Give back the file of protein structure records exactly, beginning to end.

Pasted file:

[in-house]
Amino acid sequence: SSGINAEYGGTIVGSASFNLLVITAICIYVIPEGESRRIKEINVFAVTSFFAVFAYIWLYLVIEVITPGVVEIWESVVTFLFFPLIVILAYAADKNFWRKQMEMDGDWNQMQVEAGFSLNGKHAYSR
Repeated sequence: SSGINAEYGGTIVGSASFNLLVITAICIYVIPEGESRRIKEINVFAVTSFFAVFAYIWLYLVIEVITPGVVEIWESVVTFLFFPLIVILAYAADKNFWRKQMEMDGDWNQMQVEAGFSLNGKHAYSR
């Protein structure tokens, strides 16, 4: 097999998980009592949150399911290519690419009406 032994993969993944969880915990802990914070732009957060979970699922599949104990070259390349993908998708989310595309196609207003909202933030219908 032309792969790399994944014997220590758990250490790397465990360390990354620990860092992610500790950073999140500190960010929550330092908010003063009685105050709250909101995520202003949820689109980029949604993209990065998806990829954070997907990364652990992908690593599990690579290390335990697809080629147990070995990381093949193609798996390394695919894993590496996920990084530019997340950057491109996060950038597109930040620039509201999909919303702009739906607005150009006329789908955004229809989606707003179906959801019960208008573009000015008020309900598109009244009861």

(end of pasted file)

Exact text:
[in-house]
Amino acid sequence: SSGINAEYGGTIVGSASFNLLVITAICIYVIPEGESRRIKEINVFAVTSFFAVFAYIWLYLVIEVITPGVVEIWESVVTFLFFPLIVILAYAADKNFWRKQMEMDGDWNQMQVEAGFSLNGKHAYSR
Repeated sequence: SSGINAEYGGTIVGSASFNLLVITAICIYVIPEGESRRIKEINVFAVTSFFAVFAYIWLYLVIEVITPGVVEIWESVVTFLFFPLIVILAYAADKNFWRKQMEMDGDWNQMQVEAGFSLNGKHAYSR
């Protein structure tokens, strides 16, 4: 097999998980009592949150399911290519690419009406 032994993969993944969880915990802990914070732009957060979970699922599949104990070259390349993908998708989310595309196609207003909202933030219908 032309792969790399994944014997220590758990250490790397465990360390990354620990860092992610500790950073999140500190960010929550330092908010003063009685105050709250909101995520202003949820689109980029949604993209990065998806990829954070997907990364652990992908690593599990690579290390335990697809080629147990070995990381093949193609798996390394695919894993590496996920990084530019997340950057491109996060950038597109930040620039509201999909919303702009739906607005150009006329789908955004229809989606707003179906959801019960208008573009000015008020309900598109009244009861």